Friday, October 29, 2010

Popish Roots of Pentecostal and Charismatic Theology

Yesterday, we annihilated Rome’s rejection of Sola Scriptura by her appeal to “Tradition”. Today I would like to show how her appeal to Tradition is almost exactly mirrored in the Pentecostal/Charismatic movement. Though I realize how offensive this proposition might seem to many, as one who has labored in Gospel ministry for many years, I feel it incumbent upon me to speak the truth in this matter. Upon Augustine’s conversion to Christianity, he expended a great deal of energy refuting the Manichaeism he was once an adherent of. Likewise, as one who was formerly beguiled by the Pentecostalist arguments, I feel compelled to refute them. I do this, not to soothe my own conscience or to reassure myself as to the rightness of my rejection of said doctrines, but in the hopes that others, who were duped like I was, will see the truth and return to the position of the Reformation.

Yesterday I presented and refuted Rome’s appeals to history and Tradition. Today I will attempt to demonstrate how this appeal is mirrored in the way Pentecostals and Charismatics argue for their continuing revelation by means of Tongues and prophecies.

We noted previously that it is a mistake to think that the difference between Protestants and Rome is that we believe in the Scripture alone, while Rome believes in Scripture plus Tradition. Rome places both Scripture and Tradition under the feet of the papacy. Both are subject to the supposed infallibility of her Pope. There is no basis for this in Scripture. There is not the least suggestion in the Bible that peculiar authority of Christ’s Apostles would ever be handed on to anyone else.

In case any should suspect that I have gone too far afield in debunking the papal appeal to Tradition in an attempt to link it to the Charismatic movement, I assure I did not go off on a tangent. The Romish appeal to Tradition produces in her at least four errors which appear virtually unchanged in Pentecostal and Charismatic teaching.

1. Scripture does not even hint at a continuing Apostolate. Rome considers the Pope to be the successor of Peter, thus making, at least Peter’s apostolate, continual. Charismatics are now, like Rome, asserting a continuing ministry of Apostles. In Acts, however, when Judas Iscariot was to be replaced as an Apostle, the condition of Apostleship was physical presence with Christ from the time of His baptism until His ascension. Even at that early date, only two men fit the bill. Matthias was chosen. So unless Joseph “Barsabas” Justus is still alive, there is no living human being, now or ever, who can be added to the number of the Apostles.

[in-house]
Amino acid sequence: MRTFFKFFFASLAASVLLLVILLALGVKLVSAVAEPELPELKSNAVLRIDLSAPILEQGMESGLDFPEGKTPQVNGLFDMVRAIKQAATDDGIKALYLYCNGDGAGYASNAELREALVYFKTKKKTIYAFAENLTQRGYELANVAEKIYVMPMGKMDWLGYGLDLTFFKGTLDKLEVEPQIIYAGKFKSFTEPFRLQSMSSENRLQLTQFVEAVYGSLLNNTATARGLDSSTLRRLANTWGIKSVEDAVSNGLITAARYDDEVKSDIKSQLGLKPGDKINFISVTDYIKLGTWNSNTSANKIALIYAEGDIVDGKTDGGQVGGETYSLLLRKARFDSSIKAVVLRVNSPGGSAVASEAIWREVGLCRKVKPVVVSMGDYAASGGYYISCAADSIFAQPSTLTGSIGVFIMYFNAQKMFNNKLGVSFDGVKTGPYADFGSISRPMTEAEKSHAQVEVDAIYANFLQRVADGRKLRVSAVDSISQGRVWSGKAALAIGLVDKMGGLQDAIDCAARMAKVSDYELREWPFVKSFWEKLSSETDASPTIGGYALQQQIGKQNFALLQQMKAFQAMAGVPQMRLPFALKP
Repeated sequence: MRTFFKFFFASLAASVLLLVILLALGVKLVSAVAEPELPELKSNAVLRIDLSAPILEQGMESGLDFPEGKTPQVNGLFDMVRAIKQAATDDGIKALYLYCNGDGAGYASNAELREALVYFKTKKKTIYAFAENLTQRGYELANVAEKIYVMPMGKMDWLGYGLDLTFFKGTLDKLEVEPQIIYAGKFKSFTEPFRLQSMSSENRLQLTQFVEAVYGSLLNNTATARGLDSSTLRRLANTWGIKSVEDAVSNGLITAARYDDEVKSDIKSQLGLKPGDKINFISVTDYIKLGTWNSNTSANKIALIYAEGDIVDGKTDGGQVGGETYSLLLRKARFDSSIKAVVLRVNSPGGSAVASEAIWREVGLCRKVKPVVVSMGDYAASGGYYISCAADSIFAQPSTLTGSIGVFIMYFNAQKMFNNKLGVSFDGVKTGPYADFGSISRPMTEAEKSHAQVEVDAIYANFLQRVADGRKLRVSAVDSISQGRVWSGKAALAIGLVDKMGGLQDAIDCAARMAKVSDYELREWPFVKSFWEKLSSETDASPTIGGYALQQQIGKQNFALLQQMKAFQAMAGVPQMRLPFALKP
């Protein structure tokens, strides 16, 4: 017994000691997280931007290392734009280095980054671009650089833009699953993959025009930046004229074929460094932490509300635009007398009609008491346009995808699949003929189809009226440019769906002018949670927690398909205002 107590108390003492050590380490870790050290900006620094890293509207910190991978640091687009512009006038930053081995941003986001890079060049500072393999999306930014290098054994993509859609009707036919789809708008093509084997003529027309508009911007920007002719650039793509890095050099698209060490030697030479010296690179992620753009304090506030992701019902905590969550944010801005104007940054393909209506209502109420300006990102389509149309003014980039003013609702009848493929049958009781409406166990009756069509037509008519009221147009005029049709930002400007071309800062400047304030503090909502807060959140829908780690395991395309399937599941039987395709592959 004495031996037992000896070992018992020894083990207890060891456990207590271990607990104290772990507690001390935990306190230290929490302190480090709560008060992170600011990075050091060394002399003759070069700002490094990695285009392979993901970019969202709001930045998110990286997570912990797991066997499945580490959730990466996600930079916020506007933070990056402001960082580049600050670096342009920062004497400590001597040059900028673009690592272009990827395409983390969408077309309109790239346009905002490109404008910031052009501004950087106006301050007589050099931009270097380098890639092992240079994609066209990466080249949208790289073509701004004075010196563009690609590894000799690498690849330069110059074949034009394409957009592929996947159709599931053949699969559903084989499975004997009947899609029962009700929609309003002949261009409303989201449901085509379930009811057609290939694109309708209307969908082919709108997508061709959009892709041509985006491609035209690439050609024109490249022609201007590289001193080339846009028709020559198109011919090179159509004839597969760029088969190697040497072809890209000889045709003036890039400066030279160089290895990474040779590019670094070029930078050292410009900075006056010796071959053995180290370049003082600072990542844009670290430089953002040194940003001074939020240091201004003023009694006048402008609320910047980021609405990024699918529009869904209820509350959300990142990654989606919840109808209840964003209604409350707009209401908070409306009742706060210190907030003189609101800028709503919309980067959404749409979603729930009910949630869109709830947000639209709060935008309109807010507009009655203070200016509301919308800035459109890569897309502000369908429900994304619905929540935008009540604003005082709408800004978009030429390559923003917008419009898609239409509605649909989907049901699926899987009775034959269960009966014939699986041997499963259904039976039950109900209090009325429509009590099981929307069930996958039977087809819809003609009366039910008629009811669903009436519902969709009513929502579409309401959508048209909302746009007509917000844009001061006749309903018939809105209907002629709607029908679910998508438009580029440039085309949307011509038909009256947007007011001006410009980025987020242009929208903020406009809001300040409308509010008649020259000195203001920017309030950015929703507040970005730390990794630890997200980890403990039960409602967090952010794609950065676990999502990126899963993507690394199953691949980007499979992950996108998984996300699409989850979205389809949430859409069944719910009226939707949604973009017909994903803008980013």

2. Rome believes that the oral message originally spoken by Christ and His Apostles was far more extensive than the written message that is contained in the Bible. In actual substance, this is indistinguishable from John Wimber’s infamous refrain that God is a lot bigger than His Word. This is the whole basis undergirding for all messages of so-called prophecy or Tongues. God is allowed to expand on what He has already revealed, thus the body of revelation, to borrow Vatican II’s words, is developing. The appeal to a dream, vision, or mystical experience as a conveying instrument of God’s truth is in no significant way different than the Romish appeal to unwritten tradition.

3. Continuation of the revelatory sign gifts has always been a distinctive Papist belief. B.B. Warfield wrote, “Pretensions by any class of men to the possession and use of miraculous powers as a permanent endowment are, within the limits of the Christian Church, a specialty of Roman Catholicism. Denial of these pretensions is part of the protest by virtue of which we are called Protestants.”

Medieval Catholic mystics had visions which have been given the stamp of papal authority. Many of these visions lead to teachings that are virtually indistinguishable from Hindu pantheism. We now have Pentecostals and Charismatic having visions in which they claim to speak personally with the risen Christ. Kenneth Copeland claims to have had a vision in which Christ told him personally, “I never claimed to be God.” Benny Hinn has claimed to see Jesus’ actual footprints in the carpet of his bedroom, when Scripture definitively asserts that Christ will remain in heaven until the consummation.

4. Benny Hinn’s fascination with the grave of Kathryn Kuhlman rivals any piece of relic worship from the Middle Ages. Many Charismatic ministries send their supporters water from Galilee and other relics from the Holy Land.

I have in a previous post referred to Pentecostalism as ‘closet popery.’ I fear that the only reason that the term ‘closet’ is applicable is because most modern Christian are ignorant of the Gospel truths for which our Protestant forbearers lived and died. If the vile blasphemy of the Mass were known to the generality of Christians today, Benny Hinn would have been laughed off TV when he stated that when we take communion we are ingesting the actual body and blood of Christ.

Before I wrap this post up, I should also note that, at bottom, Rome’s theology of salvation is Pelagian. Much of what passes for Evangelical soteriology is equally Pelagian. This can be seen most clearly in all forms of Arminianism. Augustus Toplady, author of the hymn Rock of Ages, called Arminianism the “road to Rome.” The obsession with “free-will” that plagues Arminianism can be seen in Erasmus, whom Luther confuted in his Bondage of the Will. Water does not rise higher than its source. If you start out with Romish presuppositions, don’t be surprised when you come to Romish conclusions too.

Let us hold fast to Scripture and not be turned aside from the simplicity of the Gospel. Let us always “Remember the Alamo” of the Reformation. Never let our stance against apostate Rome, and all apostate churches ever soften or grow slack.

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